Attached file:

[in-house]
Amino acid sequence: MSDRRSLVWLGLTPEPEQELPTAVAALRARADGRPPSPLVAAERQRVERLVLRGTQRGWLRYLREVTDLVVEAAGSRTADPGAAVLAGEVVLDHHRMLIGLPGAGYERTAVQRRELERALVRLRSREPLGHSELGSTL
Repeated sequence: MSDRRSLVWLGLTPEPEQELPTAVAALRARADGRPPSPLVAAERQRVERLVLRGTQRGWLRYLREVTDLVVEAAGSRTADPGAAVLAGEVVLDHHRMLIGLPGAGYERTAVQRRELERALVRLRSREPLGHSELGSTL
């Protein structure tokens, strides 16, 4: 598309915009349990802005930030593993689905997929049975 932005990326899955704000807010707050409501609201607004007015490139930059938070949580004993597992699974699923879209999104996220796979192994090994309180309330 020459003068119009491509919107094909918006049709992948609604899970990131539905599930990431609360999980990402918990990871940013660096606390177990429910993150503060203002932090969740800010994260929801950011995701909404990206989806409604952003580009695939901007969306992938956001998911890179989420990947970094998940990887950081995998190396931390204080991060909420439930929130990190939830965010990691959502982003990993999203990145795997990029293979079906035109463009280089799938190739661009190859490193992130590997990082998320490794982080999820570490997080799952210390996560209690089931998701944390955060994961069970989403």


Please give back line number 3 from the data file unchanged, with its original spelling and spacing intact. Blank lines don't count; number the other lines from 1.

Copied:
Repeated sequence: MSDRRSLVWLGLTPEPEQELPTAVAALRARADGRPPSPLVAAERQRVERLVLRGTQRGWLRYLREVTDLVVEAAGSRTADPGAAVLAGEVVLDHHRMLIGLPGAGYERTAVQRRELERALVRLRSREPLGHSELGSTL